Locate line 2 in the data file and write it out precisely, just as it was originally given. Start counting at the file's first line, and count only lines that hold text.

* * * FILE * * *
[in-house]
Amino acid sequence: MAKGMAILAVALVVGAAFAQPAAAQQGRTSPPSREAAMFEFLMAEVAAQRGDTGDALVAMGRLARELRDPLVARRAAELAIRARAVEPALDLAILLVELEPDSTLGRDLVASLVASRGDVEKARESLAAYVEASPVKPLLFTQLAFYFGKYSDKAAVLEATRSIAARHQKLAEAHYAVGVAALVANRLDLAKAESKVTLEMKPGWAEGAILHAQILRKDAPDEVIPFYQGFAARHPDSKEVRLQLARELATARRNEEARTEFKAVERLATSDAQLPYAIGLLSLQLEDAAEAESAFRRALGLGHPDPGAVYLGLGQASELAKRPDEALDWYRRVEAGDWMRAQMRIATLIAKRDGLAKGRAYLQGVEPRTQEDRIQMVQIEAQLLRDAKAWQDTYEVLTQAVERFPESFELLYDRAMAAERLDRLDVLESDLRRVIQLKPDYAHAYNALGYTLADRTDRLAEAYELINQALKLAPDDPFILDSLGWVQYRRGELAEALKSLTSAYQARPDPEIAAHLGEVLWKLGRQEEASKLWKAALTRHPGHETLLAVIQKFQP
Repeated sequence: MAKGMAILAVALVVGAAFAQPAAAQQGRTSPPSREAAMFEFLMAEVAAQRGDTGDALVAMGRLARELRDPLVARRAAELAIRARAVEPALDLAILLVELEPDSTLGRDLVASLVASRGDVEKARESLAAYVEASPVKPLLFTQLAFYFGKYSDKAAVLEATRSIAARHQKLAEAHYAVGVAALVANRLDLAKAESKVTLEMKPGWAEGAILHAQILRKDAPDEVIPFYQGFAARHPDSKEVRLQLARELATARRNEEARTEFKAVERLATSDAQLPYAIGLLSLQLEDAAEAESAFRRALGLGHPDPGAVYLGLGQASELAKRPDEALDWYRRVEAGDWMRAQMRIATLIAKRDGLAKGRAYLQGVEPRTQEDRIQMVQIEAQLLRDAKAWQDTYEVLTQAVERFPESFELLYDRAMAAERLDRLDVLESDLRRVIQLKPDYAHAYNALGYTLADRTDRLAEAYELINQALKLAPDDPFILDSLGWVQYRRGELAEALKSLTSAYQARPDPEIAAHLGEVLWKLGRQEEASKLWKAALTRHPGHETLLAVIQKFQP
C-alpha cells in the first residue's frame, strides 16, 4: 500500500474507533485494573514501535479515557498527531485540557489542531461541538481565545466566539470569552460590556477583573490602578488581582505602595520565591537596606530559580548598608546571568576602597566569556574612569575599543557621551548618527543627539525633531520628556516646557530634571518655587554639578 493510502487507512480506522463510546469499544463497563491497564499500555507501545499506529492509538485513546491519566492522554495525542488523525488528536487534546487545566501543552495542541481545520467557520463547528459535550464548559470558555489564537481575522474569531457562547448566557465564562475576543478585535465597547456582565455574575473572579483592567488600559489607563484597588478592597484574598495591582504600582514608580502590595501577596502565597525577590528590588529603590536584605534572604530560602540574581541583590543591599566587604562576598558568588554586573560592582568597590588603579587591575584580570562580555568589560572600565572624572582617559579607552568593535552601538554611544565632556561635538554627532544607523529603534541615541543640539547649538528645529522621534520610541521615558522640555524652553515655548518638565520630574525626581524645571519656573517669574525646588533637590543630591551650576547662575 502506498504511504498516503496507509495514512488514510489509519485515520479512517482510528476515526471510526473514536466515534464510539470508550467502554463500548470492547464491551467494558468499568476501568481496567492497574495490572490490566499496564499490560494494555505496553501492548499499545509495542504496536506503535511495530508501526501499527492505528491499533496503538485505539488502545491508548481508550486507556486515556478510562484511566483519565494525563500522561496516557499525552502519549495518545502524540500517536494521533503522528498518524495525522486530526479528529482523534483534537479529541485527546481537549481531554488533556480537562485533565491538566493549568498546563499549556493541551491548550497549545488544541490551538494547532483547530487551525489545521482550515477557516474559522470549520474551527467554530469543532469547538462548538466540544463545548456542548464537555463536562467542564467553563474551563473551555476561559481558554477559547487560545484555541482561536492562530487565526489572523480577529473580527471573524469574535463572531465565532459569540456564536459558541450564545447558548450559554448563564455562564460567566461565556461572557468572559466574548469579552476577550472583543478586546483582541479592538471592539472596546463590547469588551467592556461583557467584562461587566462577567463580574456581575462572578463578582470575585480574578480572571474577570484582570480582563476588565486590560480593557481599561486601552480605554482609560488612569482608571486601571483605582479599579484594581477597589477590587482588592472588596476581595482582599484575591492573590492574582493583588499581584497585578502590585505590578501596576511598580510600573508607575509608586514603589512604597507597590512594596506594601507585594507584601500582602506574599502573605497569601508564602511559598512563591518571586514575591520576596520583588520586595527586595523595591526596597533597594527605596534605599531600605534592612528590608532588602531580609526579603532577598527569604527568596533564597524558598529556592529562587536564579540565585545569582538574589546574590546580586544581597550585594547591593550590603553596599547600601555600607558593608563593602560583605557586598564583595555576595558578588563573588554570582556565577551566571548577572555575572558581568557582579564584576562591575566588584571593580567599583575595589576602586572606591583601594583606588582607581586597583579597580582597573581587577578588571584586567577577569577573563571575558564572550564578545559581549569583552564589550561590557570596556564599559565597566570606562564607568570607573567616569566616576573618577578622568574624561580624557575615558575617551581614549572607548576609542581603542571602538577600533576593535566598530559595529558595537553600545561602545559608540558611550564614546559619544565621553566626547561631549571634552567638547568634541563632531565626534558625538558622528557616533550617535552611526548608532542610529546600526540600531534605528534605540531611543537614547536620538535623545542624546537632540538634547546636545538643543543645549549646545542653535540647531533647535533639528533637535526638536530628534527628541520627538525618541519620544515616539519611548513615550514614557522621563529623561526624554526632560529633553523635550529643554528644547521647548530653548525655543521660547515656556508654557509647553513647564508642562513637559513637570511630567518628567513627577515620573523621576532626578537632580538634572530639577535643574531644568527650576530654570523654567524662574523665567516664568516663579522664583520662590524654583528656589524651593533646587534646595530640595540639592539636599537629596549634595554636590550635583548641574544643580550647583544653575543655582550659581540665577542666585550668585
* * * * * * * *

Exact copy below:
Amino acid sequence: MAKGMAILAVALVVGAAFAQPAAAQQGRTSPPSREAAMFEFLMAEVAAQRGDTGDALVAMGRLARELRDPLVARRAAELAIRARAVEPALDLAILLVELEPDSTLGRDLVASLVASRGDVEKARESLAAYVEASPVKPLLFTQLAFYFGKYSDKAAVLEATRSIAARHQKLAEAHYAVGVAALVANRLDLAKAESKVTLEMKPGWAEGAILHAQILRKDAPDEVIPFYQGFAARHPDSKEVRLQLARELATARRNEEARTEFKAVERLATSDAQLPYAIGLLSLQLEDAAEAESAFRRALGLGHPDPGAVYLGLGQASELAKRPDEALDWYRRVEAGDWMRAQMRIATLIAKRDGLAKGRAYLQGVEPRTQEDRIQMVQIEAQLLRDAKAWQDTYEVLTQAVERFPESFELLYDRAMAAERLDRLDVLESDLRRVIQLKPDYAHAYNALGYTLADRTDRLAEAYELINQALKLAPDDPFILDSLGWVQYRRGELAEALKSLTSAYQARPDPEIAAHLGEVLWKLGRQEEASKLWKAALTRHPGHETLLAVIQKFQP